The publisher sent me 20 advance copies of my book. I understood that I was meant to give them to influential people. I felt humiliated when I was asked who I knew in the literary world. I had the sense that this was part of the contract of having a book published and that I now had to “admit” that I didn’t know anyone; that I was a fraud.

I gave some of the copies to my good friends.

The others I sent to writers I admired — an equal number of men and women, all of them strangers, whose addresses I found online, or through their agents. I sent them the books by post, with the exception of the author who was in town, telling them how much their writing meant to me.

Of course, the author in town wasn’t the only one who didn’t have time to read my novel. But I want to point out, because it suddenly seems relevant, that the only ones who read my book were women.

One evening, I got a postcard from the writer Dorthe Nors. She was on book tour, she said, so she was sorry that she would be reading my book in bits and spurts. But she had already started and was enjoying it very much. Her handwriting was lively, looping, crawling all the way up the sides of the card. She had written every inch of it with questions and observations, with good wishes for the future of my book. She asked whether an endorsement from her might be helpful; she included a short one along the side of the card. I put the postcard in my tin blue box of treasures.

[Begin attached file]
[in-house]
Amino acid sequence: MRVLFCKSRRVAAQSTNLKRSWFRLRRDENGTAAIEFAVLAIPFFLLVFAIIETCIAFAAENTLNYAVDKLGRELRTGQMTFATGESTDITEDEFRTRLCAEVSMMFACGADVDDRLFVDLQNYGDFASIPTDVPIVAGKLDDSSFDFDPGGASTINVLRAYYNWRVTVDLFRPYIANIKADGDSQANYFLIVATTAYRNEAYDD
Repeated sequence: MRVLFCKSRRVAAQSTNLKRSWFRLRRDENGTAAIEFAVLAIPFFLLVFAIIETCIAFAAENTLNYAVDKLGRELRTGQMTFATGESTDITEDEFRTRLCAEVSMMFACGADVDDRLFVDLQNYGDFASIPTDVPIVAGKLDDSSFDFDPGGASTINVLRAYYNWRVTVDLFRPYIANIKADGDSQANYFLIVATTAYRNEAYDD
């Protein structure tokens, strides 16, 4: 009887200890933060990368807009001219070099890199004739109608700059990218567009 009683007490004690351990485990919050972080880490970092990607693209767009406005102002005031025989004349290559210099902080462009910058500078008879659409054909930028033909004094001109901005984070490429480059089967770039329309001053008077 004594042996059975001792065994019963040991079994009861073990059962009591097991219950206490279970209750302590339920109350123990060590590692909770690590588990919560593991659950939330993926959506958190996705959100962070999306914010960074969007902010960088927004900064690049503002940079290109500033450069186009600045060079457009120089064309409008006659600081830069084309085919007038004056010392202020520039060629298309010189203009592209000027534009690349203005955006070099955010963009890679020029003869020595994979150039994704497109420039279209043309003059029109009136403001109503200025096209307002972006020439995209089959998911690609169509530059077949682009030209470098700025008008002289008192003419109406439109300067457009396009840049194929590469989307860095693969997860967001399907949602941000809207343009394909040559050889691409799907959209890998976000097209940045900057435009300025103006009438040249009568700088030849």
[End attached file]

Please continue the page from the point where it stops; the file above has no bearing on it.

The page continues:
Some weeks later, Nors wrote again to say that she’d read more of the book on her book tour and wanted to expand her endorsement.

The male authors who responded to my emails all said they were delighted to learn that I liked their books. They told me about their other books coming out, or essays I may have missed.

They said I should feel free to send them a copy of my book but warned me that they were very busy and didn’t know if they would be able to read it.

No, it’s not the lack of time which surprises me.

It is those people who have no time but are generous nonetheless. Those radical, literary activists.


Every morning, before going to work, my mother made us fresh juice from carrots, apples, oranges. She made omelets, feta cheese and tomato sandwiches. I say this because that’s one meal a parent can get away with. On Sundays, her only day off, she baked us pastries and cookies.

Some weekday mornings, for the sake of sleeping an extra 15 minutes, I would beg her to let me miss the school bus. I asked, in my most pathetic voice, whether she’d like me to go to school having had my breakfast, brushed my hair, and dressed neatly. Then please, I pleaded, would she drive me to school and not make me rush for the bus?

More often than not, she did. In the car, we blasted Turkish pop or Mozart’s piano concertos.


At the symposium, the author began his talk by saying he had given the same talk before. He’d hired someone to transcribe it from YouTube and would now deliver it to us with some small changes. It was more or less the same talk as the one I’d heard a few months earlier, and very similar to one of the essays he sent me. The small changes he’d made for the symposium were the opening paragraphs of another essay.

To save him the time, I could probably have given the talk on his behalf.

* * *

Ayşegül Savas‘ debut novel Walking on the Ceiling was published in April 2019 by Riverhead Books. Her writing has appeared in The New Yorker, Granta, The Paris Review Daily, among others. She lives in Paris.

Editor: Sari Botton